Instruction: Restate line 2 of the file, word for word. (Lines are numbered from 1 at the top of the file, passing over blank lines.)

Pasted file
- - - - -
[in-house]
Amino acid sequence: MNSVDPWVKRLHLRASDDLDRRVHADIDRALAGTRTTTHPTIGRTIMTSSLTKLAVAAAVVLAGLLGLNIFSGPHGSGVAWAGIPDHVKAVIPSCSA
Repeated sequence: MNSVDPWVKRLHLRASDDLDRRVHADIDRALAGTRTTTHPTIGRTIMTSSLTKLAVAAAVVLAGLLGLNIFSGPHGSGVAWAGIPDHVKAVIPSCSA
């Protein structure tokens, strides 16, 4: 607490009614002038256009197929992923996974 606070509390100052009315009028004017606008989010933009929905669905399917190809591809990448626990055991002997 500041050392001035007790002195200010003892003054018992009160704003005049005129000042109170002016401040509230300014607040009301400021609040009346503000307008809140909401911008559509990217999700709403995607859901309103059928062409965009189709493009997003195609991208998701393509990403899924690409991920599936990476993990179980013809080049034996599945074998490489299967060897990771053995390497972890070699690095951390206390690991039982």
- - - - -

Amino acid sequence: MNSVDPWVKRLHLRASDDLDRRVHADIDRALAGTRTTTHPTIGRTIMTSSLTKLAVAAAVVLAGLLGLNIFSGPHGSGVAWAGIPDHVKAVIPSCSA